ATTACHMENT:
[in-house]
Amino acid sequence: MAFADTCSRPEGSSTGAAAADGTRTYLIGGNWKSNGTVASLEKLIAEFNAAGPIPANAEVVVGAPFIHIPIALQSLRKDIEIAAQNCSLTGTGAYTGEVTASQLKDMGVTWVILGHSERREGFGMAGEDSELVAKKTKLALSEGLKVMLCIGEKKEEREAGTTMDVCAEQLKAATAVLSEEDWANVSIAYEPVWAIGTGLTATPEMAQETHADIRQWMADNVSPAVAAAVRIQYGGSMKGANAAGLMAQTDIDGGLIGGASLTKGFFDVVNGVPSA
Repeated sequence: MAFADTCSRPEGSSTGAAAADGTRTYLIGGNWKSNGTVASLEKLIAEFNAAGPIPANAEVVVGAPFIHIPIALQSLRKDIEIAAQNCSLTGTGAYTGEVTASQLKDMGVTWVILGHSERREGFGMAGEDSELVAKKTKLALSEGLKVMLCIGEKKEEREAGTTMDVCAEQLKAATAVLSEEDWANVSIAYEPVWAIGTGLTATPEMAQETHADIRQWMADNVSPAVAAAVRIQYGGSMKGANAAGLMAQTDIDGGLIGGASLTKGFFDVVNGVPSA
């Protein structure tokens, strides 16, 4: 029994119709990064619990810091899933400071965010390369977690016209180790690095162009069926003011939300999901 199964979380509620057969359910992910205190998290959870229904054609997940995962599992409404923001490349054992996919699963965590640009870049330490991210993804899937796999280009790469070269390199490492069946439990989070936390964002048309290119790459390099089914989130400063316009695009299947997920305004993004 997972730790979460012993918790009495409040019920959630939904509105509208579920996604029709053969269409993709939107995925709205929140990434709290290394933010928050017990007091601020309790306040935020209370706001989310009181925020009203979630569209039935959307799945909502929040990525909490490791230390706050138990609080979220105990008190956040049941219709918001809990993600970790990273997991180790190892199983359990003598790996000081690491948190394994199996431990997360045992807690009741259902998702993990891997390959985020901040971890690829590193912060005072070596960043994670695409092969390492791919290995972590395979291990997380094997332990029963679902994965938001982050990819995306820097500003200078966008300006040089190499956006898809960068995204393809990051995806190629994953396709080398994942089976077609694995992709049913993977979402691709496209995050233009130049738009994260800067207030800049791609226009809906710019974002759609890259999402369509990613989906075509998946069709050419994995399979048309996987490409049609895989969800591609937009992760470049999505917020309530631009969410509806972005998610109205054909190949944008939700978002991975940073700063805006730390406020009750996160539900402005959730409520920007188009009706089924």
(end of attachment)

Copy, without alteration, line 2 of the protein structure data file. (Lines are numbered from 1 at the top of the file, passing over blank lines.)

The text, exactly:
Amino acid sequence: MAFADTCSRPEGSSTGAAAADGTRTYLIGGNWKSNGTVASLEKLIAEFNAAGPIPANAEVVVGAPFIHIPIALQSLRKDIEIAAQNCSLTGTGAYTGEVTASQLKDMGVTWVILGHSERREGFGMAGEDSELVAKKTKLALSEGLKVMLCIGEKKEEREAGTTMDVCAEQLKAATAVLSEEDWANVSIAYEPVWAIGTGLTATPEMAQETHADIRQWMADNVSPAVAAAVRIQYGGSMKGANAAGLMAQTDIDGGLIGGASLTKGFFDVVNGVPSA